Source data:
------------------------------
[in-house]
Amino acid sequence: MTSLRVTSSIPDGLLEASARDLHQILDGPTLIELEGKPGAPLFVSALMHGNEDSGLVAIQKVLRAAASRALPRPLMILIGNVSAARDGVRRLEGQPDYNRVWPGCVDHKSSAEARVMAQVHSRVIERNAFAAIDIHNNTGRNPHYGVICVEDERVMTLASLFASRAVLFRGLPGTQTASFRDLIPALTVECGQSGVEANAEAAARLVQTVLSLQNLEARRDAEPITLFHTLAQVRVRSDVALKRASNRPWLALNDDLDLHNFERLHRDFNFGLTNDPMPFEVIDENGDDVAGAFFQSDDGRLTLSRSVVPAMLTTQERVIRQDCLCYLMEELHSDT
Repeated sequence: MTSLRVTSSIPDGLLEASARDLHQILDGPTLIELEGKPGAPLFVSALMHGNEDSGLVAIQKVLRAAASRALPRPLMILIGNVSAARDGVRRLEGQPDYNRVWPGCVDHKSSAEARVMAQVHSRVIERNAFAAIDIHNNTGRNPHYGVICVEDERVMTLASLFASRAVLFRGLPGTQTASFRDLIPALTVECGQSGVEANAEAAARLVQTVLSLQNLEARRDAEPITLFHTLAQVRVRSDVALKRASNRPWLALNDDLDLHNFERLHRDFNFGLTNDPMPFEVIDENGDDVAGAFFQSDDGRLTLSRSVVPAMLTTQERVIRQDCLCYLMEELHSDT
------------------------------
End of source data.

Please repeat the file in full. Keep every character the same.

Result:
[in-house]
Amino acid sequence: MTSLRVTSSIPDGLLEASARDLHQILDGPTLIELEGKPGAPLFVSALMHGNEDSGLVAIQKVLRAAASRALPRPLMILIGNVSAARDGVRRLEGQPDYNRVWPGCVDHKSSAEARVMAQVHSRVIERNAFAAIDIHNNTGRNPHYGVICVEDERVMTLASLFASRAVLFRGLPGTQTASFRDLIPALTVECGQSGVEANAEAAARLVQTVLSLQNLEARRDAEPITLFHTLAQVRVRSDVALKRASNRPWLALNDDLDLHNFERLHRDFNFGLTNDPMPFEVIDENGDDVAGAFFQSDDGRLTLSRSVVPAMLTTQERVIRQDCLCYLMEELHSDT
Repeated sequence: MTSLRVTSSIPDGLLEASARDLHQILDGPTLIELEGKPGAPLFVSALMHGNEDSGLVAIQKVLRAAASRALPRPLMILIGNVSAARDGVRRLEGQPDYNRVWPGCVDHKSSAEARVMAQVHSRVIERNAFAAIDIHNNTGRNPHYGVICVEDERVMTLASLFASRAVLFRGLPGTQTASFRDLIPALTVECGQSGVEANAEAAARLVQTVLSLQNLEARRDAEPITLFHTLAQVRVRSDVALKRASNRPWLALNDDLDLHNFERLHRDFNFGLTNDPMPFEVIDENGDDVAGAFFQSDDGRLTLSRSVVPAMLTTQERVIRQDCLCYLMEELHSDT